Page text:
A patient with advanced lung cancer asked his oncologist about how many years he could expect to live. The doctor replied, “How would you feel about 10 years?” The patient confessed he would be pleased with that prediction even though he had a hunch that it was too optimistic.
In 2002, around the time that the Writing is Good Medicine® program was launched at the cancer center in Bennington, the Center for Communication in Medicine was also offering the Doctors Conversation Hour to hospital physicians.
I am struck by the similarity between anxieties precipitated by the current COVID-19 crisis and facing cancer. In each, there’s a feeling of not being in control and an uncertainty about the future. These emotions often linger and can be difficult to manage.
I recall a patient telling me that she played “peekaboo” with her cancer diagnosis. She described how hard it was to think about an uncertain future and the prospect of dying. She needed time to look away and catch her breath. How can any of us keep our eyes wide open without a reprieve when […]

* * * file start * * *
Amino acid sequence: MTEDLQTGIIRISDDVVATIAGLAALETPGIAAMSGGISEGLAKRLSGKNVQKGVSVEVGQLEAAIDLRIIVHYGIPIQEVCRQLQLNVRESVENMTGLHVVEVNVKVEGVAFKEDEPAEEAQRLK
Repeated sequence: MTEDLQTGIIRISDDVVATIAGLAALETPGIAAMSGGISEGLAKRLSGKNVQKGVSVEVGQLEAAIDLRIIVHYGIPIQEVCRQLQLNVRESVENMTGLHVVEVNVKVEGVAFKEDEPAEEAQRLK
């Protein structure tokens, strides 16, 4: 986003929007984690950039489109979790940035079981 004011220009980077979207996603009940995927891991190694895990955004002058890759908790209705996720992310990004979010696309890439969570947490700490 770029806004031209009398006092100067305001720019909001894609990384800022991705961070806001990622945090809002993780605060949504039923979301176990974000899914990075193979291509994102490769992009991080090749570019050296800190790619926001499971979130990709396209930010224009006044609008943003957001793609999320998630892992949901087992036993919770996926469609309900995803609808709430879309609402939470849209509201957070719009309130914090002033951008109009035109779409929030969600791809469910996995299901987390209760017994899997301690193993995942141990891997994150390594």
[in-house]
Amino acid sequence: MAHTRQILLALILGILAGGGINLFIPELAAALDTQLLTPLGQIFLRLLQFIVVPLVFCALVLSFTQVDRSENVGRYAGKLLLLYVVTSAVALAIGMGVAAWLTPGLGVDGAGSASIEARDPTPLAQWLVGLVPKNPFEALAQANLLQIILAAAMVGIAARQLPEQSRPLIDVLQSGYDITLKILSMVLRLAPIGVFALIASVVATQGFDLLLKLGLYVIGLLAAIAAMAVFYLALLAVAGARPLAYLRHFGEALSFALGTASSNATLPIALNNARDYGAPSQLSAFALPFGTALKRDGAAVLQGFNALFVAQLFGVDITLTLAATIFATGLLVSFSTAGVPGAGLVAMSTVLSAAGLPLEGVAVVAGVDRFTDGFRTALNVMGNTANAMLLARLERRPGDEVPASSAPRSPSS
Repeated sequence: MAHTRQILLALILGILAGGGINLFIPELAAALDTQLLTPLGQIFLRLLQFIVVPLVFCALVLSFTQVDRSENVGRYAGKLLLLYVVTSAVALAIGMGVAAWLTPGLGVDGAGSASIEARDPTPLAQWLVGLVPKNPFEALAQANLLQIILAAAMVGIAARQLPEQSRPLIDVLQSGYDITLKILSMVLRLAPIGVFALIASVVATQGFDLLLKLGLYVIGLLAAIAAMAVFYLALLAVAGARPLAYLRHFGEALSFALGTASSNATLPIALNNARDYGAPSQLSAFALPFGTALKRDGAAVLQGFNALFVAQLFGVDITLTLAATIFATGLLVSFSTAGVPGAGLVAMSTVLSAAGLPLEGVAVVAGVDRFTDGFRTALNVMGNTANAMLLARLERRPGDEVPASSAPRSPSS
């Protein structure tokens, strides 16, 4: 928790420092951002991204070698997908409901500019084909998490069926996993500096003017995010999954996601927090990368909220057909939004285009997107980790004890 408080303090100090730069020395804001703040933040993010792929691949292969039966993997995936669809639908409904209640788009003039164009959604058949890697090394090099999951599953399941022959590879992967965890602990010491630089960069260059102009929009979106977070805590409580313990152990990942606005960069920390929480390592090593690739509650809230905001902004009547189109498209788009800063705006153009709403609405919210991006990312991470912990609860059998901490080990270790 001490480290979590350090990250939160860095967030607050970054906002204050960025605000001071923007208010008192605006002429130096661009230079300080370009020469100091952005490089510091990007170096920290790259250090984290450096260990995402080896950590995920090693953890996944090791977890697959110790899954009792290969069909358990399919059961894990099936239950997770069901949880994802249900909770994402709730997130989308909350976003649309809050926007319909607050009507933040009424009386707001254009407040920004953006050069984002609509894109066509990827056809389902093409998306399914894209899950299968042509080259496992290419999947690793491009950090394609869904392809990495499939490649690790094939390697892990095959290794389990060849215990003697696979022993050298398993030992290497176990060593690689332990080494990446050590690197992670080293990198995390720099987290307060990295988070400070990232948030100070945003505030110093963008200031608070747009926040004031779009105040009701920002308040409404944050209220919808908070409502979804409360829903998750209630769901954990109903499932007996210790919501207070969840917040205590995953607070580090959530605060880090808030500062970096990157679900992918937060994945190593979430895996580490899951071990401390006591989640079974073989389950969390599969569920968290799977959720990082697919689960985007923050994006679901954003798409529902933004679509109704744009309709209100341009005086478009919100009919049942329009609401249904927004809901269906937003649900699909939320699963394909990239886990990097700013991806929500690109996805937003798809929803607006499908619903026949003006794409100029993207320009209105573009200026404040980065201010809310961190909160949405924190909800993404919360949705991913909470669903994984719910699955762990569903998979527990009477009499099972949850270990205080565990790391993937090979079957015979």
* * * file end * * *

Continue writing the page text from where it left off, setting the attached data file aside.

“When I completed medical school and residency in the Northeast, I rarely thought about the intersection of religion and medicine. But when I moved to the South for a combined fellowship in pediatric hematology-oncology and hospice and palliative medicine, I found myself enrolled in a crash course at the bedside,”
We expect doctors to provide state of the art care and help us get better from whatever ails us. By nature, patients are self-centered and believe that doctors should only be concerned about our problems.
In my previous blog “Waiting for Test Results” I shared a conversation from the early 2000’s that I had with a receptionist at the cancer center about responding to inquiries for test results.
It’s a new year but I find myself reflecting on times past. So much for the lyrics of Auld Lang Syne, “Should old acquaintance be forgot and never brought to mind.”
What catapulted me back in time was a recent article in the Journal of The American Medical Association (JAMA) that highlighted the patient’s perspective of illness.
Adrienne Barnes, a nurse diagnosed with pancreatic cancer, was featured in “Voices From The Lived World of Illness,” a video produced by the Center for Communication in Medicine. During the interview she shared her frustrations when her doctor tells her “there’s really nothing I can do for you.”
The Center for Communication in Medicine, which I am a founder, decided that our next SpeakSooner Community Education Program on October 26 in Bennington would focus on the theme of transforming a medical crisis into an opportunity to find meaning and joy in one’s life. Planning this event brought to mind a woman whom I had known from time passed.